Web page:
Liquidity levels in commercial banks seem to have slightly improved in the past week to K2.63 billion from K1.04 billion a day the previous week, according to a weekly market analysis report.
Money market analysts say this signals that commercial banks are not struggling for liquidity and have sufficient funds to lend to their customers.
A report from Nico Asset Managers shows that last week, interbank borrowing, which is borrowing between commercial banks, averaged K2.20 billion per day in the week under review, a drop from K4.96 billion in the previous week, a sign of improved market liquidity.
At the same time, the interbank borrowing rate for the week decreased to 22.58 percent from 23.01 percent the previous week, according to the report.
As a further indication of improved liquidity, access to the Lombard facility—a discount window borrowing for stressed banks-—also decreased to an average of K900 million per day from K5.23 billion per day in the previous week.
Reserve Bank of Malawi (RBM) spokesperson Mbane Ngwira on Monday said the trend was necessitated by the K1.44 billion injection of the K33.81 billion matured government securities during the week.
He said the central bank has all along been mopping out excess liquidity by rolling over maturing securities on top of issuing new securities.
Ngwira said RBM’s strategy has been to contain certain macroeconomic variables in line with the growth prospects of the economy.
But a market analyst Cosmas Chigwe, while acknowledging that the market was liquid during the week due to money market operations notably the treasury bills and Open Market Operations (OMOs) maturities, observed on Monday that the market has been fluctuating from time to time.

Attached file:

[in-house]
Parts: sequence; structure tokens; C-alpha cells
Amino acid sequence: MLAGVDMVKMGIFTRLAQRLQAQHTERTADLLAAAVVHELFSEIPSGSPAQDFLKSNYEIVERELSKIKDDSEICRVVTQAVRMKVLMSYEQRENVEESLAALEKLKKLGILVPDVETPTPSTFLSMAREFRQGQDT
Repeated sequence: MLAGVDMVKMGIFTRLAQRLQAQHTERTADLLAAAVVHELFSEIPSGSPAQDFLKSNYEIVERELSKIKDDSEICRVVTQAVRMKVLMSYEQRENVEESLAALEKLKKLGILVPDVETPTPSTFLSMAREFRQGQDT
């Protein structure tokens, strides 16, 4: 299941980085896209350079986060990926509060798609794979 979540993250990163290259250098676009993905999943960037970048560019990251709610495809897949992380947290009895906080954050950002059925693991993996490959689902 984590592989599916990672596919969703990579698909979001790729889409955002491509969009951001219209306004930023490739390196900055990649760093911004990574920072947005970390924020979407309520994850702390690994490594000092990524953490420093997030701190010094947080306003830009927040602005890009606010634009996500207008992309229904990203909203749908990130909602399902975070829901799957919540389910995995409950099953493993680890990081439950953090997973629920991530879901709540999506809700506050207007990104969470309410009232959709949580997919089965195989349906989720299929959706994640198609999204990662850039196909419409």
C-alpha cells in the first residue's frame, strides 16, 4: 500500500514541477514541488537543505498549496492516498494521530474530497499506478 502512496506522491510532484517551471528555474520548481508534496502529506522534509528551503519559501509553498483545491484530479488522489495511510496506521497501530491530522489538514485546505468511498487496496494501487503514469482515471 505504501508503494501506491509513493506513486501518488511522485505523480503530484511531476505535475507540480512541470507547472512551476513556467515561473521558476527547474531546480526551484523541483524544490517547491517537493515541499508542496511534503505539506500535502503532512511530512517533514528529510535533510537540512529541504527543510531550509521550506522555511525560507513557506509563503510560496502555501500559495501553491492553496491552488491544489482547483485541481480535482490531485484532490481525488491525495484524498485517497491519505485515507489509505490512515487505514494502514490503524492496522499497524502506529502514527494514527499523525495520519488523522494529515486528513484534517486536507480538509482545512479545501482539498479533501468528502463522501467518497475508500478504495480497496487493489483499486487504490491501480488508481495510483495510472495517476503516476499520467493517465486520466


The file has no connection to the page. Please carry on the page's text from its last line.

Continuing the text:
OMO refers to the buying and selling of government securities in the open market to expand or contract the amount of money in the banking system, which is facilitated by the RBM.
Said Chigwe: “The market has mostly been fluctuating due to OMOs by the central bank. Since the move to conduct a lot of OMOs started sometime back, we have constant maturities almost every day and sometimes these can lead to increase in market liquidity.
“This is usually temporary as excess liquidity usually ends up going back to the central bank through new OMO issues which is dependent on the market’s capacity to absorb the maturities in a particular week.”
He said while overall market liquidity has been kept to a minimum by the central bank, the trend is likely to continue in the short to medium-term. n